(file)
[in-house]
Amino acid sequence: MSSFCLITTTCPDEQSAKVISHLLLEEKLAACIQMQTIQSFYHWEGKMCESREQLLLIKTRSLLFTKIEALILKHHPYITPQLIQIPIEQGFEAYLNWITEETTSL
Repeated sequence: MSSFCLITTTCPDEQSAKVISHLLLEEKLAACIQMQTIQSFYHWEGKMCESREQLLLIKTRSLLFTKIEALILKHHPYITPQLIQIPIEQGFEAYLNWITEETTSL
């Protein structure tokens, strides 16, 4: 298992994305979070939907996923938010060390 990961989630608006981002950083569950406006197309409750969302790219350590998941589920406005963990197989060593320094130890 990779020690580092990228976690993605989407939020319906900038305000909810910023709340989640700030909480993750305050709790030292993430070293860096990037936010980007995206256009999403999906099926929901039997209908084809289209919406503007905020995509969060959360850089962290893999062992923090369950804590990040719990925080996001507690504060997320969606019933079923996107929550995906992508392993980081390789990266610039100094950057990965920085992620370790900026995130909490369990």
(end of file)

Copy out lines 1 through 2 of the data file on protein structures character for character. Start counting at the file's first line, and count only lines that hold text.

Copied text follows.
[in-house]
Amino acid sequence: MSSFCLITTTCPDEQSAKVISHLLLEEKLAACIQMQTIQSFYHWEGKMCESREQLLLIKTRSLLFTKIEALILKHHPYITPQLIQIPIEQGFEAYLNWITEETTSL